The Real Reason Some Mezcal Bottles Have Worms In Them

Culinary Lore claims the belief that it is traditional for there to be a worm at the bottom of a bottle of tequila or mezcal is widespread. The thought behind the gesture is that a high proof, high-quality spirit would preserve the insect and prevent it from rotting. A decomposing bug or (no bug at all) could be an indicator or low qualify, inferior mezcal. 

This myth is thought to have begun as a marketing ploy in the 1940s to try to get more people to drink mezcal, according to Vinepair. It was dreamed up by art student and mezcal producer Jacob Lorenzo Paez, who believed that adding the worm would change the drink's flavor. This idea allegedly came from the fact that sometimes the insects are mistakenly roasted with the agave heart, which they feast and live on, but is also the primary ingredient used to make mezcal. 

Another theory is that the decision was motivated by marketing alone. During this time, Americans were very familiar with tequila, and mezcal needed a way to distinguish itself from the similar spirit. Mezcal importers and companies marketed the maguey worm in the bottle as an indication of purity, with some suggesting that consuming the bug would offer the daring eater strength or good fortune.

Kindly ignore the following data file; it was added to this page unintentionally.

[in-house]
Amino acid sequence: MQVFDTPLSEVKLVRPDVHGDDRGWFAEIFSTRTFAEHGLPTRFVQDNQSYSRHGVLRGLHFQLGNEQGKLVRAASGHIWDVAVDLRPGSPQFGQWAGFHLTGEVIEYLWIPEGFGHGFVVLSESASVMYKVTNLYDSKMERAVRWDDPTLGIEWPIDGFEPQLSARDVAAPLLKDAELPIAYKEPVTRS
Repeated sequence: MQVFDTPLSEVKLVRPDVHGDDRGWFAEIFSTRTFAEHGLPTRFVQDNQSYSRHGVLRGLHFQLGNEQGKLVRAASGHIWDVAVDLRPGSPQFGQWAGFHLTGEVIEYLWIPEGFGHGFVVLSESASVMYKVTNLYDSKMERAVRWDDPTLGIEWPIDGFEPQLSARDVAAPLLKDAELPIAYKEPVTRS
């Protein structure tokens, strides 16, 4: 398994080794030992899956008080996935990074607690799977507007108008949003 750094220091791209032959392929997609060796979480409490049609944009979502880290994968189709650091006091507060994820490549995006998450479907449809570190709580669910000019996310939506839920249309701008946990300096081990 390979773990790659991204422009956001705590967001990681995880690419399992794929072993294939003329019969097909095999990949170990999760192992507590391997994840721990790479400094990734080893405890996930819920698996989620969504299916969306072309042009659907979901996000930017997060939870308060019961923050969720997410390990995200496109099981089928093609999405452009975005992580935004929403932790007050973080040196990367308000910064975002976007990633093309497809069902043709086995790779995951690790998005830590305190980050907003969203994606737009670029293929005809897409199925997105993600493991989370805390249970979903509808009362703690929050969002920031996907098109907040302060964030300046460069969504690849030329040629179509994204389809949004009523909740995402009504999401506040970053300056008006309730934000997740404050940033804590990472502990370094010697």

The worm is not even a worm at all

Vice claims the worm found floating at the bottom of some bottles of mezcal isn't even a worm at all — but a caterpillar. This bug comes in two varieties which are different colors, but both are referred to under the same name — the maguey worm. They state that the red caterpillar is more desirable than the white, but both are eaten widely throughout Mexico. 

These larvae are even two totally different species of caterpillars, according to Atlas Obscura. The white variety is actually the larvae form of the Tequila Giant-Skipper Butterfly, and the red becomes the Comadia Redtenbacheri Moth if allowed to mature. Both were considered a great source of protein by the Aztecs, and they compare the flavor of the worms to fried pork skin, claiming it has a nutty taste. Today, these little guys can be found anywhere from street food to upscale dining, in tacos, topping guacamole, or ground up into a seasoning powder called sal de guasano, which can be paired with a lime to accompany — of course — a shot of mezcal.